Papua New Guinea Licenses Seafloor Mineral Mining

Project will extract minerals at 1,600 meters below the ocean's surface

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Following the oil spill disaster in the Gulf of Mexico, the idea of continuing deep water drilling sounded more than dubious. But, Interior Sec. Ken Salazar apparently found the idea perfectly sensible when he lifted the deep water drilling moratorium earlier this month, just weeks after the gushing BP well was finally shut down.

So, it hardly comes as much of a surprise that the government of Papua New Guinea (PNG) similarly gave the thumbs up this week to a plan to mine minerals from the ocean floor off the island nation’s coast.

Prime Minister Michael Somare has licensed Nautilus Minerals, Inc. of Toronto, Canada, to extract copper, zinc and gold at depths of 1,600 meters below the ocean’s surface. The project, dubbed Solwara 1, has been in the works since the late 1990s. PNG’s Department of Environment and Conservation granted the project the necessary environmental permit in December 2009 for a term of 25 years.

Indigenous groups and others have decried the plan, voicing concerns for sea life and other organisms that will be harmed by the mining. But, their pleas have fallen on deaf ears as the project has pushed ahead and solid legal challenges have proved elusive.

The United Nation’s Law of the Sea Convention established rules governing exploration and development of ocean minerals, but the International Seabed Authority the convention spawned does not control each nation’s Exclusive Economic Zone, a 200-nautical mile area reaching from the coastline into open waters. Thus, PNG has just as much legal justification to destroy its seafloor in search of minerals as the United States has to destroy the Gulf in search of oil.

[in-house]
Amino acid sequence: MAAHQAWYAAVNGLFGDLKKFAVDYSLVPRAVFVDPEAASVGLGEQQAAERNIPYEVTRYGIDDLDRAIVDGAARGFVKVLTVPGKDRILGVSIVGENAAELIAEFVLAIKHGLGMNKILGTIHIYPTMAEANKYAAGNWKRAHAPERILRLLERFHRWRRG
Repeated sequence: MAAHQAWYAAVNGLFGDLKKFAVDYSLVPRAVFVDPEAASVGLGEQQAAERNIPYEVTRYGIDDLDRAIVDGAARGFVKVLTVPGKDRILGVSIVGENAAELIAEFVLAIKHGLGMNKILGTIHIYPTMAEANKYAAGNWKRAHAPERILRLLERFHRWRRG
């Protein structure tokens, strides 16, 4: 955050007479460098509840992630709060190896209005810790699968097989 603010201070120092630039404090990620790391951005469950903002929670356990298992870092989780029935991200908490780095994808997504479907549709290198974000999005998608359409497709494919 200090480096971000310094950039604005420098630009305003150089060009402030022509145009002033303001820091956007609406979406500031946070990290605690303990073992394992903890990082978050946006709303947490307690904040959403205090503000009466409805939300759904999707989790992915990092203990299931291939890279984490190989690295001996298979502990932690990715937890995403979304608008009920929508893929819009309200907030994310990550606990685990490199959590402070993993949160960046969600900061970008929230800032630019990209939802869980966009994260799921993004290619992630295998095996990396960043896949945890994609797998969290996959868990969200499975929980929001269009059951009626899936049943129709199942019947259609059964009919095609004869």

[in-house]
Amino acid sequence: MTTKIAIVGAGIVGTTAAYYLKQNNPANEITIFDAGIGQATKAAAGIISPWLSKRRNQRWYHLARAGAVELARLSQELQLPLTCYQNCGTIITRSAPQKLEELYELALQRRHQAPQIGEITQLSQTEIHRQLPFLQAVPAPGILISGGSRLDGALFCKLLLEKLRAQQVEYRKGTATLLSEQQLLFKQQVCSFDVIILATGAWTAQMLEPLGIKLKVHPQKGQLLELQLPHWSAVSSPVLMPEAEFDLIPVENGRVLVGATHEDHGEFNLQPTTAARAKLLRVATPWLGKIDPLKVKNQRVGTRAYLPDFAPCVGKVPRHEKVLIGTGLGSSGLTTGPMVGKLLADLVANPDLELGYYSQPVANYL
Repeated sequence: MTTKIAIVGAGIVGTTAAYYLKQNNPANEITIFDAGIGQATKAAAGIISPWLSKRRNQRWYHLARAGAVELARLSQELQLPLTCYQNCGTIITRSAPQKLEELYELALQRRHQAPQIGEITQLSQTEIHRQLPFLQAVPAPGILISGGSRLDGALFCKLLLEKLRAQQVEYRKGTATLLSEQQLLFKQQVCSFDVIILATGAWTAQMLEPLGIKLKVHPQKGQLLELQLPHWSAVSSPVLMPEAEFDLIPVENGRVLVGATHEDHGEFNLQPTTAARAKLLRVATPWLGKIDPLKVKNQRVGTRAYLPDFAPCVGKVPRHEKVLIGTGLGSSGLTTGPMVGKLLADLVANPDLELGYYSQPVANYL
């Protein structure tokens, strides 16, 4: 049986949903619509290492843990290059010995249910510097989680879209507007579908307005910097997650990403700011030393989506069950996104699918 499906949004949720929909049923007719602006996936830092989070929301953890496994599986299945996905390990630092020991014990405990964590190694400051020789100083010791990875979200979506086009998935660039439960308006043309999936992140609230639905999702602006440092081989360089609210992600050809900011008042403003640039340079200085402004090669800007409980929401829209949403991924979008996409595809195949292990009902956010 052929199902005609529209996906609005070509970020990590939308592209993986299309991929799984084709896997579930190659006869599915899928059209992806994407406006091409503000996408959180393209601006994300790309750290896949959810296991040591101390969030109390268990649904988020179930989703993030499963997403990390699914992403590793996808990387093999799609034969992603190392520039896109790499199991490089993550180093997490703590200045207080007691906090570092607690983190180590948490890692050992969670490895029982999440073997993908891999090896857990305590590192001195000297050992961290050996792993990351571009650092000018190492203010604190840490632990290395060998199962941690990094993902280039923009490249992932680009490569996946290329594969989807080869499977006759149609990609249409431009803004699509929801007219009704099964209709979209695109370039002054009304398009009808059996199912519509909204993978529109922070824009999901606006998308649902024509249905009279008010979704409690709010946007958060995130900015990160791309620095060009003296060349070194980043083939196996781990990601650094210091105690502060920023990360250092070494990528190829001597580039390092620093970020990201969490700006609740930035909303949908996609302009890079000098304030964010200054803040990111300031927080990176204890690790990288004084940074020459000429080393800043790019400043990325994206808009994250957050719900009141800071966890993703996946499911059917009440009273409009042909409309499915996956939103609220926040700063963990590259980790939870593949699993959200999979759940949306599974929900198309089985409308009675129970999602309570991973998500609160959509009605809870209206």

While deep water mineral mining has been discussed since the 1960s, the idea has drawn increased interest recently as demand for precious metals has grown while deposits have diminished.

Most recently, Japan announced plans to develop seafloor mineral mines within its Exclusive Economic Zone waters. Predictably, seafloor mining would result in massive environmental impacts, the extents of which are unknown due to the nascent technology’s untested nature. Yet, just as predictably, Nautilus claims that any environmental consequences will be mitigated by its careful attention to minimizing the mining’s impact on the surrounding sea life. Concerns raised thus far include increased water turbidity, underwater noise generation and the destruction of ocean habitats.

And, by the way, has anyone mentioned how crazy this all sounds?

Seriously, the advent of deep water mineral mining is a new low in the depth governments and private companies will sink to in order to make a buck and sustain the world’s technology-based economy dependent on precious metals.

The real question is: where does it stop?

The earth has been mined and stripped of its minerals, the seafloor is set to be plundered and some are worrying the moon might be next. At what point does humanity stop and take notice of the insanity created by this insatiable lust for resource extraction and the resulting economic rewards? At what point do we stop searching for our next fix of copper, zinc or oil and start creating a new economy where resource extraction is a last resort rather than the consensus rallying cry?

Hopefully it won’t take a seafloor mineral mine disaster on par with the Deep Water Horizon tragedy to finally catalyze the world’s governments to consider an alternative approach.

David Lawlor was a writer in the Development department. His environmental activism stems from an affinity for nature and the deep ecology philosophy espoused by the Norwegian philosopher, Arne Naess.